Earlier this year our team had the opportunity to meet several internationally trained professionals (ITPs), from a wide range of countries and representing a number of different professional occupations. All of these individuals had made the decision to immigrate to Canada and were committed to staying here, putting down roots, and raising their families. All, however, were frustrated by the many challenges in establishing their pre-immigration careers. These included challenges with regulatory bodies and professional associations, lack of recognition of previous experience and education, language barriers, and adjusting to Canadian workplace practices.
Many of the ITPs find themselves working in “survival jobs” and feeling quite underutilized . . . doctors washing dishes, engineers working as janitors, bankers/accountants driving cabs. Reitz (2011) called this the “taxi driver syndrome,” estimating that this underutilization of immigrants is costing the Canadian economy $3 billion every year. We attract the world’s best and brightest, then leave them to navigate our complex system with little to no assistance – Lamontage (2003) called this seduction and abandonment.
Despite the numerous challenges, all of these professionals had good things to say about the services they received from various community-based agencies. They’d had settlement assistance, been referred to language classes, taken workshops in Canadian workplace culture, and had support in developing their resumes, cover letters, and interview skills. They were very thankful for the assistance offered, most stating that the Career Development Practitioners (CDPs) who assisted them were very nice and helpful. However, these professionals also raised some issues that were somewhat concerning to us, especially given our role as educators.
These issues focused on two key elements. First, it was felt that CDPs did not truly understand the complexities of the foreign credential recognition process, resulting in an inability to help ITPs navigate these systems or connect them with professionals who could offer assistance. Secondly, CDPs seemed to make rather bizarre recommendations around what work these highly skilled professionals should or could do – an economist, with a PhD, told to apply as a customer service rep in a bank; a structural engineer was told she should take a course in MS-Office, despite her having superior skills using the entire MS-Office suite.
ITPs face unique challenges and consequently need specialized solutions. We recommend CDPs develop their understanding of the foreign credential recognition process, foster strategic relationships with professional associations and certifying bodies, and learn from the successes of ITPs who’ve navigated to successful employment in their pre-landing sector. Further, CDPs should pause to explore the unique skills and qualifications ITPs bring; rather than assuming an engineer would need MS-Office training, discuss the advantages of participating in a Canadian education program and explore, with your client, what might “fit” best.
 Reitz, J. G. (2011). Taxi driver syndrome: Behind-the-scenes immigration changes are creating new problems on top of old ones. Retrieved from http://reviewcanada.ca/essays/2011/02/01/taxi-driver-syndrome/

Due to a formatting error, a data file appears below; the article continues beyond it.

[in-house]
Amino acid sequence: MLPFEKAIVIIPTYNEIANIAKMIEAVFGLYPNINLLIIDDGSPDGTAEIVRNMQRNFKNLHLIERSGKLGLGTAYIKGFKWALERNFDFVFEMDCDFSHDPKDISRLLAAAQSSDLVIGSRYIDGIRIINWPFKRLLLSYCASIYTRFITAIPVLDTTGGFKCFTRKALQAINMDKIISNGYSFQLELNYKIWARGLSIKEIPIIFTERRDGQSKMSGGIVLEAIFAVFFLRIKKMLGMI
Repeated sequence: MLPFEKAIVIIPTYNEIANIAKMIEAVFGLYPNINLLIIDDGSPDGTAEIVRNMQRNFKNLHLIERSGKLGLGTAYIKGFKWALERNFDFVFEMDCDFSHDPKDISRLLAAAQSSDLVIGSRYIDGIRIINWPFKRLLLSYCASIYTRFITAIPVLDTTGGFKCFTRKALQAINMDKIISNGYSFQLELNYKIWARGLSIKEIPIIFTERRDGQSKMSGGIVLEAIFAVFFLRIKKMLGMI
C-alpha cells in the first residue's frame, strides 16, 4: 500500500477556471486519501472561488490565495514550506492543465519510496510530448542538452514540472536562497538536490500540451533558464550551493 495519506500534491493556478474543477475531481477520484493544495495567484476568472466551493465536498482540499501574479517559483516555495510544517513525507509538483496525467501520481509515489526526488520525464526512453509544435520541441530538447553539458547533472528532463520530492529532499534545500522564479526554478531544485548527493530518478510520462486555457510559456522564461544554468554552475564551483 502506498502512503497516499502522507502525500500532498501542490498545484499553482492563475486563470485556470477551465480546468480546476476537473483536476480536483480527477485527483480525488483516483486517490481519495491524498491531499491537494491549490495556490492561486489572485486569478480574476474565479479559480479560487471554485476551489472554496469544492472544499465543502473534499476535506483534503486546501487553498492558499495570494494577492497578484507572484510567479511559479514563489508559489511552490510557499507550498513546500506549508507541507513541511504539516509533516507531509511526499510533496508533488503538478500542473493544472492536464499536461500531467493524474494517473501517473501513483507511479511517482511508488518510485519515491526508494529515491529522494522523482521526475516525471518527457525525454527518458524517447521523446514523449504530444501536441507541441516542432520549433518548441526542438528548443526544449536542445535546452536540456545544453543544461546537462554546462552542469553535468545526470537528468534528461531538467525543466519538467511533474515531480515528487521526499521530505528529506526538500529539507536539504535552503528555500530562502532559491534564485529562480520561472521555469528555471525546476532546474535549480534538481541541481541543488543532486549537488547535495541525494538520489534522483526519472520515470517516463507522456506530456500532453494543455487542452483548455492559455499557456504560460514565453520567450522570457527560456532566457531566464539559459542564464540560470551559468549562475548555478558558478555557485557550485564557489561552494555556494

Lamontagne, F. (2003). Workers educated abroad: Seduction and abandonment. Food for Thought, 10. Retrieved from http://www.crccanada.org/crc/files/Communication_Strategy_No.10_Lamontagne718_2.pdf
Thanks for a great article, Deirdre!
Do you have any suggestions for how a Career Practitioner can develop a better understanding of the complexities - and solutions - to the foreign credential recognition process? Or is it better to follow the haphazard process that we should now caution our clients against?
When there is a simple solution to this problem, I will happily learn all about it and share it with my clients. So far, however, the waters are murky on this issue and there is no "one-size-fits-all" solution that I have discovered.
Hey Peter! Thanks for taking the time to comment.
As you likely know, there is no simple solution to this problem. Sometimes I'd actually say there is no solution but that seems quite pessimistic!
I'd love to see CDPs connecting, and building a strong relationship, with the credentialing bodies. This way CDPs have "someone they can call" to ask questions. In our research we often discovered that individuals at the credentialing body also struggled to find 'stuff' on their websites; picking up the phone, knowing someone will take your call, is a far better solution.
We learned quite a bit about various professions, and the various ways FCR can happen...which countries had agreements to make things easier, etc. but we learned that by connecting with the associations that governed the credential.
Hope that helps - and makes sense. Happy to chat further.
I would love to get together to chat about these issues and perhaps find ways to develop stronger links between CDPs and credentialing bodies.
Currently, less than 10% of the clients I work with are ITPs, but among them are doctors, engineers, nurses, PhD scientists, IT professionals and management professionals, each of whom seem to have a different credential recognition process.
Based on cost-benefit, it's unlikely that most practitioners, unless they specialize in working with ITPs, will get out ahead of all credential recognition processes. Perhaps one solution would be to create a Knowledge Clearinghouse at www.cfeebc.org?
I look forward to speaking with you.
Feel free to email or phone me directly Peter. Would definitely love to continue the discussion. A Knowledge Clearinghouse as part of CfEE would be an awesome idea. Perhaps connect with them to plant the seed.
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